[Drbd-dev] integer overflow in dagtag_newer_eq(0, 1ULL<<63)

David Butterfield dab21774 at gmail.com
Tue Jun 18 09:29:17 CEST 2019

On 6/12/19 8:06 AM, Lars Ellenberg wrote:
> On Wed, Jun 05, 2019 at 10:01:27AM -0600, David Butterfield wrote:
>> drbd_sender.c:maybe_send_unplug_remote() can assign (1ULL << 63) to unplug_dagtag_sector[i]:
>> 1674                 connection->todo.unplug_dagtag_sector[connection->todo.unplug_slot] =
>> 1675                         connection->send.current_dagtag_sector + (1ULL << 63);
>> Later it reaches dagtag_newer_eq(0, unplug_dagtag_sector[i]) which converts its arguments to
>> signed before subtracting.
>> 272 #define dagtag_newer_eq(a,b)      \
>> 273         (typecheck(u64, a) && \
>> 274          typecheck(u64, b) && \
>> 275         ((s64)(a) - (s64)(b) >= 0))
>> But (signed)(1ULL << 63) is the maximum negative integer, and the value of
>> (0 - (signed)(1ULL << 63)) cannot be represented.  So the subtraction ends in integer overflow.
>> drbd_sender.c:1660:9: runtime error: signed integer overflow: 0 - -9223372036854775808 cannot be represented in type 'long i
> I don't care ;-)
> but we can add in a -1, if it makes the world a better place

Or maybe start the dagtags out at one instead of zero.  This might appear as a
"low probability occurrence" due to requiring such specific numbers, but it always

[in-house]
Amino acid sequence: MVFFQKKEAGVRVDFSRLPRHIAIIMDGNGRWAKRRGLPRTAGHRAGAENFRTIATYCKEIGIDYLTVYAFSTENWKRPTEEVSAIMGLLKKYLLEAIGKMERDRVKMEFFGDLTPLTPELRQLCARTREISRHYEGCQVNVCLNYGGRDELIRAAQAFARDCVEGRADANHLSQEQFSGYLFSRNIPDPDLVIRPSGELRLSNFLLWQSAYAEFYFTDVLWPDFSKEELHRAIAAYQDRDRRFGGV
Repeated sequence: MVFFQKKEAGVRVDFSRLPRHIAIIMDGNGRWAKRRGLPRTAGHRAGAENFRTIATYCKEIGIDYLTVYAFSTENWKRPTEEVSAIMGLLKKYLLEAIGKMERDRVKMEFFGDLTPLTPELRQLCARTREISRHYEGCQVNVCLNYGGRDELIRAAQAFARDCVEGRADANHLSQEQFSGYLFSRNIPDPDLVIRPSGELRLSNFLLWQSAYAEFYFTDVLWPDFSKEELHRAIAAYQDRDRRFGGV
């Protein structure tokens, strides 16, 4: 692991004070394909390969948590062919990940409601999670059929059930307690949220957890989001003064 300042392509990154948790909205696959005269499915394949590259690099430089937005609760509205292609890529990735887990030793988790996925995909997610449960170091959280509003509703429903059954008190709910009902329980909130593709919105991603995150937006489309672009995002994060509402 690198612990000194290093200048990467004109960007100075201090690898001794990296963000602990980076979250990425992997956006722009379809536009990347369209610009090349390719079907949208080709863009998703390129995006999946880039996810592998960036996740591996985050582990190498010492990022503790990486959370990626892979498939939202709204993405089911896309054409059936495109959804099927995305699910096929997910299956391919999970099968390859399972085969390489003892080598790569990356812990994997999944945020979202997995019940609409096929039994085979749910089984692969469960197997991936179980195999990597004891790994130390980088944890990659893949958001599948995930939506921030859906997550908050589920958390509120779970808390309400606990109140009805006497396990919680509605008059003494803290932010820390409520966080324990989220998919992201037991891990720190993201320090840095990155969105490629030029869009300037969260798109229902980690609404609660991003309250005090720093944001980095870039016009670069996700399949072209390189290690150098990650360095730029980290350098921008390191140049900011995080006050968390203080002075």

happens because the two numbers are initialized that way.  I can observe the
overflow happen, but I don't understand well enough the meanings of the numbers
involved to know if it is harmful.

The question I haven't analyzed is whether the intent of the code gets carried
out properly when this overflow happens (which it does -- this was another libubsan
discovery).  I guess I'll try to do that now:

The (1<<63) appears intended to mean "larger than any other dagtag".  If that's
correct, then the plain meaning of "dagtag_newer_eq(0, 1<<63)" should lead to a
desired return of "false".  So if the dagtag_newer_eq() comparison returns false,
despite the overflow, then the overflow cannot be harmful.

What is actually returned by the comparison?  I think: the cast to signed changes
the meaning of (1<<63) from a big positive number to INT_MIN (-9223372036854775808).
Then the signed subtraction (0 - INT_MIN) overflows from INT_MAX+1 back to INT_MIN
again.  That leaves the result negative, which will cause the macro to return false.

So I think the macro will return the correct answer despite the overflow, and this
is one of those cases where the modulo arithmetic works out the right answer.
So probably nothing but libubsan will ever notice this.

David Butterfield

More information about the drbd-dev mailing list